Tuesday, December 25, 2012


I tried to watch two movies today. Couldn't stand either one. They had the same problem: Failed to make the audience give a damn.

I think movies and stories are all about caring. The reader or audience has to give two hoots and a holler about the story and the characters, who in turn have to care about something that is hugely important to them.

They have to give enough of a damn about something or someone to take a great, huge, scary emotional or physical risk. Otherwise we don't have a story.

Today's movies took two different approaches. "The Stratosphere Girl," is about a 15-year-old budding cartoonist who has a boring life. She needs to get away, and when I watched it, so did I.

It is very hard to show a character who is bored without boring the audience to tears. I lasted about 10 minutes. I probably didn't get to the good part, if there was one.

The other movie, "Sleepless Night," is a French thriller that plunges us into action right away. Two guys are pulling an armed robbery. Guns. Speed. Chase. Shoot-out. Bang-bang. A knife. Slice, cut, blood. Foot chase. Bag of cocaine.

You get the idea. But who cares? Not me. These two guys don't seem to care about anything except the bag of cocaine, which has no emotional resonance for me. For one thing, it is a big fat cliche. (The filmmakers needed a MacGuffin, and that was easy, I guess.)

Later, they show one of these thugs dealing with his teenage son, whom he loves very much. That is supposed to make us care. But it does not. We have already seen him shooting at people. So I am not going to care about him. It's too late.

I look back at my list of favorite movies and realize they all start with the main characters caring about something very much.

"The Godfather" starts with the wedding scene. The old man grants favors on the day his daughter gets married. He has to. He cares about the Sicilian tradition, and about his daughter, and his god-son, and so on. We see his power, and we also see his sense of honor, and his caring.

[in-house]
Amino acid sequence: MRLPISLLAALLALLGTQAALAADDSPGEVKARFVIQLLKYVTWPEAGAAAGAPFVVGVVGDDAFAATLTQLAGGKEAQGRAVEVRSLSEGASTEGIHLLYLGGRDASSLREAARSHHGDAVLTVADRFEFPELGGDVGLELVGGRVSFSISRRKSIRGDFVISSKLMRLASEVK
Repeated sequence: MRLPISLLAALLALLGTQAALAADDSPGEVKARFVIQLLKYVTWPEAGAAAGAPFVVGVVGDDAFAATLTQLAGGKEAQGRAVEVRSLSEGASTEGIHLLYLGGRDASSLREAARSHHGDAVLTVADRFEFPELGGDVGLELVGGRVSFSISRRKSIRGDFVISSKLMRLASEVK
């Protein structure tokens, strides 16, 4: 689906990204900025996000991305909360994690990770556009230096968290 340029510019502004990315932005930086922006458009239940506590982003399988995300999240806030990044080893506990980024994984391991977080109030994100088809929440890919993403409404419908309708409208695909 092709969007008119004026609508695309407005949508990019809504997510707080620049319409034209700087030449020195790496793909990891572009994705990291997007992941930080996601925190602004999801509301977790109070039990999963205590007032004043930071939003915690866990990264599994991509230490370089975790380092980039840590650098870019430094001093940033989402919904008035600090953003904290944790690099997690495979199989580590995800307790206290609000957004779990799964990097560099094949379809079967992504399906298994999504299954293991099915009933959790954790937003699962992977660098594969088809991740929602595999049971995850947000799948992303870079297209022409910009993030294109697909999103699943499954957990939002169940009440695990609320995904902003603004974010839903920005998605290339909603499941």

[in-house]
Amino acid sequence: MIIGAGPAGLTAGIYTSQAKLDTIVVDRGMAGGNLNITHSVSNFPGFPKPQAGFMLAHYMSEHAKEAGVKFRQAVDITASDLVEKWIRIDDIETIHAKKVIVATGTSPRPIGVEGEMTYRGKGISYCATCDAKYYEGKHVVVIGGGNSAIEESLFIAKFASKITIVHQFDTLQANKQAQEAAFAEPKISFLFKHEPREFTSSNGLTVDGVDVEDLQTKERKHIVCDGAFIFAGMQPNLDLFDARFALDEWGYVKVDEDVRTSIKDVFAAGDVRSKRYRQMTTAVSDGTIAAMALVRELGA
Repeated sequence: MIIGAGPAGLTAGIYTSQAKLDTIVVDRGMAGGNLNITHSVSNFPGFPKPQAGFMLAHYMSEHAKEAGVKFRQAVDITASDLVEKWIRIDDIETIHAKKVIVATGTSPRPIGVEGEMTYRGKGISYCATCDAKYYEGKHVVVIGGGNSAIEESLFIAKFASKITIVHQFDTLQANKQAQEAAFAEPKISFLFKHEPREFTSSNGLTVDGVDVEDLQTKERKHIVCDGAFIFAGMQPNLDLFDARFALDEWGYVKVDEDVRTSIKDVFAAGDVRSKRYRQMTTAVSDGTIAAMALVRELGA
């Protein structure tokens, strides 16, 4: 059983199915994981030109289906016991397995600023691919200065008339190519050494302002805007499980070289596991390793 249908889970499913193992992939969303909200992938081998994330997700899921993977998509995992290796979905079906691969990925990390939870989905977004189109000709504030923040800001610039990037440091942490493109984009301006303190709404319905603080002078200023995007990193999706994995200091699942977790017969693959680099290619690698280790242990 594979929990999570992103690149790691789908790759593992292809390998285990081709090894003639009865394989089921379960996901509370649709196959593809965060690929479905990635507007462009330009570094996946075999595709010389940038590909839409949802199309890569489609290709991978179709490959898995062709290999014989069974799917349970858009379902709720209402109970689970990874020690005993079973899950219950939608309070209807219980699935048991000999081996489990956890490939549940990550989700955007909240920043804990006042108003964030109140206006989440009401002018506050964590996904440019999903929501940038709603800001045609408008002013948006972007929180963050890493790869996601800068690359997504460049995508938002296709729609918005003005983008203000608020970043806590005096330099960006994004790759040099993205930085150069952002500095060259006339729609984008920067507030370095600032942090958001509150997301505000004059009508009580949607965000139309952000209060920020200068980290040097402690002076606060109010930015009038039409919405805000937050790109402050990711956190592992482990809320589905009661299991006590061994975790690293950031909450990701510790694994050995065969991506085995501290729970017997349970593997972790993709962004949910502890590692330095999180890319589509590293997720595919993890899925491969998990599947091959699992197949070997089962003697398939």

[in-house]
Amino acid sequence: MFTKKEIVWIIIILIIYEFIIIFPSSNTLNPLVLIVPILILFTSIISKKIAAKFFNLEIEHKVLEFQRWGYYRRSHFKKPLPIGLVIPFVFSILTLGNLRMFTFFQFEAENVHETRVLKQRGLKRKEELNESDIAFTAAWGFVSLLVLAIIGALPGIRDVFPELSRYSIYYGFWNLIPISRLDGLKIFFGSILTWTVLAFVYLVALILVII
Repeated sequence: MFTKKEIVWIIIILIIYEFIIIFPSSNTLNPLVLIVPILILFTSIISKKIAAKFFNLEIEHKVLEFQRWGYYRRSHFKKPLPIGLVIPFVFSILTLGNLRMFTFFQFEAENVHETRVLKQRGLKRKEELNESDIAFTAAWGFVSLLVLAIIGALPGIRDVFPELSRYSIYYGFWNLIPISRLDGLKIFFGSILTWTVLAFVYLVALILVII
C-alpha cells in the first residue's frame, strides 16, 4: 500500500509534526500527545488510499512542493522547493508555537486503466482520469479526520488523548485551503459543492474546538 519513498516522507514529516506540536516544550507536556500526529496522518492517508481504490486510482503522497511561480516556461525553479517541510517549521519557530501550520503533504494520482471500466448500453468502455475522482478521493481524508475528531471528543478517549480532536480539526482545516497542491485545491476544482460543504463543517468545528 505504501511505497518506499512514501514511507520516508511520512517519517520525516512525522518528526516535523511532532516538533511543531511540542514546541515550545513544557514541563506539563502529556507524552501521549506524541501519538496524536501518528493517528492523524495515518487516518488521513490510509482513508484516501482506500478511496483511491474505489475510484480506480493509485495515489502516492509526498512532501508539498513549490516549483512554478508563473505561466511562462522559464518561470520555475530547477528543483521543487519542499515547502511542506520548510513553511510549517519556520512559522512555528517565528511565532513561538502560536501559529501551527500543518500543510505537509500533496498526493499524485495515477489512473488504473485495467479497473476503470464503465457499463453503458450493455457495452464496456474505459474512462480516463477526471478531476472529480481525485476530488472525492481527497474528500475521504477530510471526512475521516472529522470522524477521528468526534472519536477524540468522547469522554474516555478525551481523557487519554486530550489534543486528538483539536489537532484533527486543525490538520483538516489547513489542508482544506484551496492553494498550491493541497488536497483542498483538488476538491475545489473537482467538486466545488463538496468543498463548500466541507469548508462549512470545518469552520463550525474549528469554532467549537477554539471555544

"Silence of the Lambs" starts with Clarice Starling working out on the FBI obstacle course. She wants to become an agent in the worst possible way. She cares about her work, and about stopping the killer, "Buffalo Bill." She will take any chance, any risk, to get the job done. Her caring makes us care about her.

When you write a story, show that your characters give a damn about something that is so important to them that they will take a huge risk for it. It can be an emotional or physical risk, or both.

You have to care about it, and so do your characters. Otherwise, we won't give two hoots and a pile of horse dung. If they don't care, we won't care. And there goes your story, and quite possibly your career.

-- Roger

Copyright © 2012, Roger R. Angle  

Saturday, December 22, 2012


For years I tried to give my novel writing students, both in private workshops and at various colleges, this advice: Don't seek success by imitating some famous writer you admire.

We already have a Dean Koontz, an Elmore Leonard, a Lee Child, a John Grisham. And in most cases one is enough, sometimes more than enough.

Not that you can't learn from them. You can. But you should also learn from the classics, the great literature of the past. I was talking to my friend Harry today, and he said that too many young writers today have not learned from Sophocles and the ancient Greeks, from Shakespeare, Faulkner, Hemingway, or Melville.

It is true. Learn from the masters, but don't try to become them. They did what they did better than anyone. You are not likely to do it better. We don't need another "Short Life Of Francis Macomber" or another "Hamlet."

But what you can do better than anyone is be yourself. Use your own life and experience as material. Faulkner found enough material in Oxford, Mississippi, to become one of the world's great writers.  

If you want to be successful, dig deeply into your soul and your psyche and your experience, and don't be afraid to make a fool of yourself. I had an actor friend who said that was the most important thing. Be vulnerable. Don't try to be strong and tough and famous like someone you admire.

Here is a great little story about how a writer-director-actor named Mark Duplass and his brother made a mistake trying to make a movie like "Rocky": http://www.thedailybeast.com/newsweek/2012/12/09/mark-duplass-on-why-his-sports-movie-was-a-big-mistake.html

They found success by making a short film about one of them trying to perfect the outgoing message on his cell phone's voice mail. It cost $3 to make and launched their careers.

Trying to imitate John Grisham or Sylvester Stallone, I think, is a way to avoid taking chances, and that is not the way to succeed. You have to strike out on your own, find your own material, your own themes, your own stories, and your own voice. 

Being a new quarterback calling your own plays may scare the hell out of you, but that is OK. Sometimes, you gotta throw the long ball, to continue the football metaphor. Even if you're a rookie.

-- Roger

Copyright © 2012, Roger R. Angle